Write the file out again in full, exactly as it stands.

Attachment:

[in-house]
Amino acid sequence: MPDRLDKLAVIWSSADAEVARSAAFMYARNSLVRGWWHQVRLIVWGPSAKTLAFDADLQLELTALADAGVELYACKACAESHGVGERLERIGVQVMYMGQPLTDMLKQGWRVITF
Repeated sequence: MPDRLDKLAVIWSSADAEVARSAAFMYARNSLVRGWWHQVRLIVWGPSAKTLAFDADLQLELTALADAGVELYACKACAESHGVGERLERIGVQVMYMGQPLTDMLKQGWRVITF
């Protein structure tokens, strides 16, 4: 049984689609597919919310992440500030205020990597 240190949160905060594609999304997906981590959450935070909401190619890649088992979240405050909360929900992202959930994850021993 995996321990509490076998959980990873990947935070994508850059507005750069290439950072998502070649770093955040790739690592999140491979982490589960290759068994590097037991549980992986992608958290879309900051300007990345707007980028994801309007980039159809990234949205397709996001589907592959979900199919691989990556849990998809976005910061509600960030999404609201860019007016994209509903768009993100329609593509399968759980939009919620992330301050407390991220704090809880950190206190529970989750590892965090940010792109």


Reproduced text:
[in-house]
Amino acid sequence: MPDRLDKLAVIWSSADAEVARSAAFMYARNSLVRGWWHQVRLIVWGPSAKTLAFDADLQLELTALADAGVELYACKACAESHGVGERLERIGVQVMYMGQPLTDMLKQGWRVITF
Repeated sequence: MPDRLDKLAVIWSSADAEVARSAAFMYARNSLVRGWWHQVRLIVWGPSAKTLAFDADLQLELTALADAGVELYACKACAESHGVGERLERIGVQVMYMGQPLTDMLKQGWRVITF
């Protein structure tokens, strides 16, 4: 049984689609597919919310992440500030205020990597 240190949160905060594609999304997906981590959450935070909401190619890649088992979240405050909360929900992202959930994850021993 995996321990509490076998959980990873990947935070994508850059507005750069290439950072998502070649770093955040790739690592999140491979982490589960290759068994590097037991549980992986992608958290879309900051300007990345707007980028994801309007980039159809990234949205397709996001589907592959979900199919691989990556849990998809976005910061509600960030999404609201860019007016994209509903768009993100329609593509399968759980939009919620992330301050407390991220704090809880950190206190529970989750590892965090940010792109």